MEXICO CITY/WASHINGTON, Sept 9 (Reuters) - The United States and Mexico on Thursday agreed to work on making shared supply chains more competitive and invest in social programs to tackle migration, according to a joint statement released by Mexico after high-level economic talks.
The so-called High-Level Economic Dialogue (HLED) was held for the first time in several years and the two sides also signaled they need greater cooperation to combat challenges of climate change and workers' rights.
The two countries will create a bilateral working group on supply chains, Mexico's government said in the statement.
The working group will aim to increase the resilience of cross border trade and manufacturing in the face of disruption as well as to attract production lines from other parts of the world, the statement said.
"This dialog drives improved job creation, global competitiveness and reductions in poverty and inequalities, and that is to the benefit of US citizens and Mexican citizens alike," said State Department spokesman Ned Price.
The United States agreed to give technical support including collaborating with Mexico on tree-planting and student projects in Central America aimed at offering alternatives to migration, the statement said.
Vice President Kamala Harris earlier noted much has happened since the last high-level economic talks, which former President Donald Trump ditched after he accused Mexico of sending criminals over the border.
She said COVID has undermined the global economy while climate change and cyberattacks have threatened supply chains, requiring a unified response between the two countries.
The talks in Washington came as the two sides seek to find solutions to a number of controversial issues, including automotive rules requiring certain amounts of parts to be sourced in North America and the court-ordered resumption of the "Stay in Mexico" program, which sends asylum seekers outside the United States while their cases are processed.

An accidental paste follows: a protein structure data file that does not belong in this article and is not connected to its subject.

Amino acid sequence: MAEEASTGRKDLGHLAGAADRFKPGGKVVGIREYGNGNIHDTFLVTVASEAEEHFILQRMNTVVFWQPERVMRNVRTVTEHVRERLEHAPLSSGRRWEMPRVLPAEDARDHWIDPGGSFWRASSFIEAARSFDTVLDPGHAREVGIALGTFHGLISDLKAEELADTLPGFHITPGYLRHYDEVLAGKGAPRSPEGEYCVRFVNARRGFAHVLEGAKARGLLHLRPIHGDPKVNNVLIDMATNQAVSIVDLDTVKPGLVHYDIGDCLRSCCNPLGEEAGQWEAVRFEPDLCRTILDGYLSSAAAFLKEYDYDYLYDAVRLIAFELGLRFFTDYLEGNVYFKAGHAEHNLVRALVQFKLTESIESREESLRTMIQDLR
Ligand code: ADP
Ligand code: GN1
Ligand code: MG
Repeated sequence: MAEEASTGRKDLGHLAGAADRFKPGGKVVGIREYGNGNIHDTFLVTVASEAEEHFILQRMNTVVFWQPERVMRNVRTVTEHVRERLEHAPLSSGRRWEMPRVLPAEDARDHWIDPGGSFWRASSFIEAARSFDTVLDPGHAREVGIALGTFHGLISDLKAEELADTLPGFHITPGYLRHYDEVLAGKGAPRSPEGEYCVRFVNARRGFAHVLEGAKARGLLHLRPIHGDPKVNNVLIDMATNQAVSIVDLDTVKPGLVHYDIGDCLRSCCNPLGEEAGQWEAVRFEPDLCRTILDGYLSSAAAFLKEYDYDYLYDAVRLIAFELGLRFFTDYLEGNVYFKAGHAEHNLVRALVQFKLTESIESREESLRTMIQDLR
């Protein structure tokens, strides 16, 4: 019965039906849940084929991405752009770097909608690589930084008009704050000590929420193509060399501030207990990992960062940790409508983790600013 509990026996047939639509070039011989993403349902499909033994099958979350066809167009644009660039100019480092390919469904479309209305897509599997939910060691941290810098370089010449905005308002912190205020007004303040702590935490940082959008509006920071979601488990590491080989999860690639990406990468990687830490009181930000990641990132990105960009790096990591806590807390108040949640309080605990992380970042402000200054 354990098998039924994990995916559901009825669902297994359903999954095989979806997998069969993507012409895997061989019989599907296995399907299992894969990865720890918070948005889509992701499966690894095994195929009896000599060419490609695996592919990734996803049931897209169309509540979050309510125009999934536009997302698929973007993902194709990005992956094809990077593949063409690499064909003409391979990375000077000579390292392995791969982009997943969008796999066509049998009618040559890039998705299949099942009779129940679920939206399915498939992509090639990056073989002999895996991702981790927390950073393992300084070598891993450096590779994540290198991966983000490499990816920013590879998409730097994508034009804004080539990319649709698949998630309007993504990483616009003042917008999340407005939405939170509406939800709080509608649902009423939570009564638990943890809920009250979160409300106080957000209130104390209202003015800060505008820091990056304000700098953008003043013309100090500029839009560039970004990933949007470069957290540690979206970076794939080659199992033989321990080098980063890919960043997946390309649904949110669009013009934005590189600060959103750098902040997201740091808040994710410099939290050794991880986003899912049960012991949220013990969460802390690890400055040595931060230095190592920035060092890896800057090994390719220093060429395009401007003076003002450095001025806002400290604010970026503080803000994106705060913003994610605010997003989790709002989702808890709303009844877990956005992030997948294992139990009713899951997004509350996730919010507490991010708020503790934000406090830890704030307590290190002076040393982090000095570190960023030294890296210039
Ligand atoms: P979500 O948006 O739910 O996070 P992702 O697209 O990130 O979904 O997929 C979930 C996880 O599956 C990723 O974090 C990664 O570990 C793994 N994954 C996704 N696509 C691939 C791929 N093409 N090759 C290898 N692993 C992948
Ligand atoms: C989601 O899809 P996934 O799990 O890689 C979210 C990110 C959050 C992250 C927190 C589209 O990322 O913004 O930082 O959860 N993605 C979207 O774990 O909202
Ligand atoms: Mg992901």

"We have made clear that they can raise any issue of concern and that we would raise issues of concern," a senior U.S. administration official said in a briefing with reporters on Wednesday.
The two countries share a 2,000-mile (3,200-km) border and a commercial relationship that generates more than half a trillion dollars in annual bilateral trade, supporting millions of jobs in both countries.
Mexico and the United States have agreed on four pillars of focus for the high-level talks, and will approve an agenda on Thursday.
The first pillar is "building back together," including a more resilient supply chain and modernizing the U.S.-Mexico border. The second is sustainable economic and social development in southern Mexico and Central America, a key policy aimed at tackling the economic causes that drive immigration to the United States.
The final two pillars deal with cybersecurity and workforce development, among other things.
Mexico's delegation includes Foreign Minister Marcelo Ebrard and Economy Minister Tatiana Clouthier. For the United States, the talks will be led by Harris. U.S. Secretary of State Antony Blinken and others were in attendance.
(Reporting by Jarrett Renshaw in Philadelphia, Sharay Angulo, Anthony Esposito and Cassandra Garrison in Mexico City and Daphne Psaledakis in Washington; Editing by Heather Timmons, Dan Grebler and Sandra Maler)